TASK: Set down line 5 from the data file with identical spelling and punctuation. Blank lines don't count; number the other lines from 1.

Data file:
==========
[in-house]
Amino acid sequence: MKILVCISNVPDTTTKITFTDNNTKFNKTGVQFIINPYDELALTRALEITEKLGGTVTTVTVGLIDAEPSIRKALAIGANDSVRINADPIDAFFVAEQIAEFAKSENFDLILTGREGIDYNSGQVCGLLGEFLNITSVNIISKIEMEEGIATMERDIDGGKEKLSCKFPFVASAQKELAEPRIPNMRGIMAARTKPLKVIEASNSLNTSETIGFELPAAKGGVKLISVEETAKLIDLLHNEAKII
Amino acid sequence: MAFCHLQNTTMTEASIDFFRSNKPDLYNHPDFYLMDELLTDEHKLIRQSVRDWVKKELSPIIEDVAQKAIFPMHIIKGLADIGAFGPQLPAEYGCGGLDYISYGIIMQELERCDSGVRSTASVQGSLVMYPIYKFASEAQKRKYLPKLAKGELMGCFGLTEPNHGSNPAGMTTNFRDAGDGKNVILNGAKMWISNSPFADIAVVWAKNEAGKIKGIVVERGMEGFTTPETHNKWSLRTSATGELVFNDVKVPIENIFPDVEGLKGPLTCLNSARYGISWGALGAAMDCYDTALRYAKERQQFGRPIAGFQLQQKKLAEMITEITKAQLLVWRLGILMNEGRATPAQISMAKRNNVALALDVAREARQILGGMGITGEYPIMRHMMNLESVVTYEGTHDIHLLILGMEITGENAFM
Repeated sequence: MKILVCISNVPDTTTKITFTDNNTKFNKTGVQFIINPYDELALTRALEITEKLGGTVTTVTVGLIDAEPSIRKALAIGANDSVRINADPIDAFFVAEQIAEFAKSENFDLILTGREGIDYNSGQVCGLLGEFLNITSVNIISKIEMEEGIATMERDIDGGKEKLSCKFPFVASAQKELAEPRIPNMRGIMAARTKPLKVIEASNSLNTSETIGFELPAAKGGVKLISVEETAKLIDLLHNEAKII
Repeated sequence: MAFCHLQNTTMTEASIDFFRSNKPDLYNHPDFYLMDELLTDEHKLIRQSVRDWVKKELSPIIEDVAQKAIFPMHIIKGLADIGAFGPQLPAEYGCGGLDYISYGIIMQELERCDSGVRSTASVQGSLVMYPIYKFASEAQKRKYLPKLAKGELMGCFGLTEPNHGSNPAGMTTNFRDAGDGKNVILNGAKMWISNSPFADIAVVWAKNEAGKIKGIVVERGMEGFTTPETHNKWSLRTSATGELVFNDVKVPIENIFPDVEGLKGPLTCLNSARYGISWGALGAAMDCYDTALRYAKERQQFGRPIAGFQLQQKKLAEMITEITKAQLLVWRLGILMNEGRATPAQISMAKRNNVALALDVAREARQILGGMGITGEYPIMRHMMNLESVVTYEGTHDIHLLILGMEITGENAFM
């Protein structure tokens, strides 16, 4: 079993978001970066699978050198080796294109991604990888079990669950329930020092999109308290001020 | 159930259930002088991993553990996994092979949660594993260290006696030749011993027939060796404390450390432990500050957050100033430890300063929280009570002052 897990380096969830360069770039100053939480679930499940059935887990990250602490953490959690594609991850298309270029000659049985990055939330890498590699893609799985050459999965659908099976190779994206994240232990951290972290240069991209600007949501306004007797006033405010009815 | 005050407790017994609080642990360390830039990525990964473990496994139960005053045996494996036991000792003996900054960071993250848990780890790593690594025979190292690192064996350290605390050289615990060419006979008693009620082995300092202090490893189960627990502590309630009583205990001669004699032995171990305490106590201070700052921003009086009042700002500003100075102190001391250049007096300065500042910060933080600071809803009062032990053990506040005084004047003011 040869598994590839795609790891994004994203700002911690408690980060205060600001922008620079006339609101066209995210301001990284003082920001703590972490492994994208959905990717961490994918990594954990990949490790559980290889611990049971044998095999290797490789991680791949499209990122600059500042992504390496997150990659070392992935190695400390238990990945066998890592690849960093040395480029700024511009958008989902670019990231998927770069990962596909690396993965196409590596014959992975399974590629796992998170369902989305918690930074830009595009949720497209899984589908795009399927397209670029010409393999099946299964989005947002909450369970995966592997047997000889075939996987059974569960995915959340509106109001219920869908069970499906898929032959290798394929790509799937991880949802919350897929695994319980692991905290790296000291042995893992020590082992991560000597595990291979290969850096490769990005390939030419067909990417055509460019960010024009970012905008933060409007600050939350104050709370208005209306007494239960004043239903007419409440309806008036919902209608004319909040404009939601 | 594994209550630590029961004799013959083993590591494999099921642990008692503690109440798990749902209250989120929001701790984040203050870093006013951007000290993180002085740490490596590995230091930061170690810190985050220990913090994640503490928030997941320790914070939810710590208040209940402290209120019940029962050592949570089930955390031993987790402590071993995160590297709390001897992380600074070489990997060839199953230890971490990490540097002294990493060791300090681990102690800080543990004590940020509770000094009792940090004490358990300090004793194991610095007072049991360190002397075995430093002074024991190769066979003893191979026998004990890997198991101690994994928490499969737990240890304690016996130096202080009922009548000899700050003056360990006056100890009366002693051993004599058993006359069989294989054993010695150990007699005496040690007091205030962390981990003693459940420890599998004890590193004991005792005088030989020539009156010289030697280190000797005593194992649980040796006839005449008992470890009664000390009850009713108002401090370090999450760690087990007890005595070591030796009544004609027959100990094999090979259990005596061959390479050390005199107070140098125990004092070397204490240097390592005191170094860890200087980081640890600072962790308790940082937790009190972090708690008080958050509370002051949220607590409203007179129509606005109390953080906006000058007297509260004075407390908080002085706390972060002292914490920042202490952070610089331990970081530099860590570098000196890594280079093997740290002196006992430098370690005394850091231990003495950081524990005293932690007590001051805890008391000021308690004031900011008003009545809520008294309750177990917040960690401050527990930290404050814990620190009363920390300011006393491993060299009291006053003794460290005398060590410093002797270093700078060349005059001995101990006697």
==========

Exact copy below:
Repeated sequence: MAFCHLQNTTMTEASIDFFRSNKPDLYNHPDFYLMDELLTDEHKLIRQSVRDWVKKELSPIIEDVAQKAIFPMHIIKGLADIGAFGPQLPAEYGCGGLDYISYGIIMQELERCDSGVRSTASVQGSLVMYPIYKFASEAQKRKYLPKLAKGELMGCFGLTEPNHGSNPAGMTTNFRDAGDGKNVILNGAKMWISNSPFADIAVVWAKNEAGKIKGIVVERGMEGFTTPETHNKWSLRTSATGELVFNDVKVPIENIFPDVEGLKGPLTCLNSARYGISWGALGAAMDCYDTALRYAKERQQFGRPIAGFQLQQKKLAEMITEITKAQLLVWRLGILMNEGRATPAQISMAKRNNVALALDVAREARQILGGMGITGEYPIMRHMMNLESVVTYEGTHDIHLLILGMEITGENAFM